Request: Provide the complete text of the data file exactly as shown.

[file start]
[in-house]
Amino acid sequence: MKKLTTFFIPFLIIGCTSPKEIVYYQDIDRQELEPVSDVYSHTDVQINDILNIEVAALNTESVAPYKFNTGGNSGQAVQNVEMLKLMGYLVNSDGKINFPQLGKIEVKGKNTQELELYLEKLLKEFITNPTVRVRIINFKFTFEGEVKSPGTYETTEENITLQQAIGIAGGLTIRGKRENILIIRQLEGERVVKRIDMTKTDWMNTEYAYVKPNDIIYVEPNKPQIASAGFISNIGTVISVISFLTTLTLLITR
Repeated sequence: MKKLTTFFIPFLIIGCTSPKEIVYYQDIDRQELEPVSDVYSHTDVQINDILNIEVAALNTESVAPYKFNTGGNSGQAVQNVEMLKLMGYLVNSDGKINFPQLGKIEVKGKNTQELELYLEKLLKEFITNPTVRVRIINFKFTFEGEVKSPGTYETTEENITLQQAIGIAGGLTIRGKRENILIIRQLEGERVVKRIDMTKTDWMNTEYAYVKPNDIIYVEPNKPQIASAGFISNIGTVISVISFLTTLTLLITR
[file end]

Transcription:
[in-house]
Amino acid sequence: MKKLTTFFIPFLIIGCTSPKEIVYYQDIDRQELEPVSDVYSHTDVQINDILNIEVAALNTESVAPYKFNTGGNSGQAVQNVEMLKLMGYLVNSDGKINFPQLGKIEVKGKNTQELELYLEKLLKEFITNPTVRVRIINFKFTFEGEVKSPGTYETTEENITLQQAIGIAGGLTIRGKRENILIIRQLEGERVVKRIDMTKTDWMNTEYAYVKPNDIIYVEPNKPQIASAGFISNIGTVISVISFLTTLTLLITR
Repeated sequence: MKKLTTFFIPFLIIGCTSPKEIVYYQDIDRQELEPVSDVYSHTDVQINDILNIEVAALNTESVAPYKFNTGGNSGQAVQNVEMLKLMGYLVNSDGKINFPQLGKIEVKGKNTQELELYLEKLLKEFITNPTVRVRIINFKFTFEGEVKSPGTYETTEENITLQQAIGIAGGLTIRGKRENILIIRQLEGERVVKRIDMTKTDWMNTEYAYVKPNDIIYVEPNKPQIASAGFISNIGTVISVISFLTTLTLLITR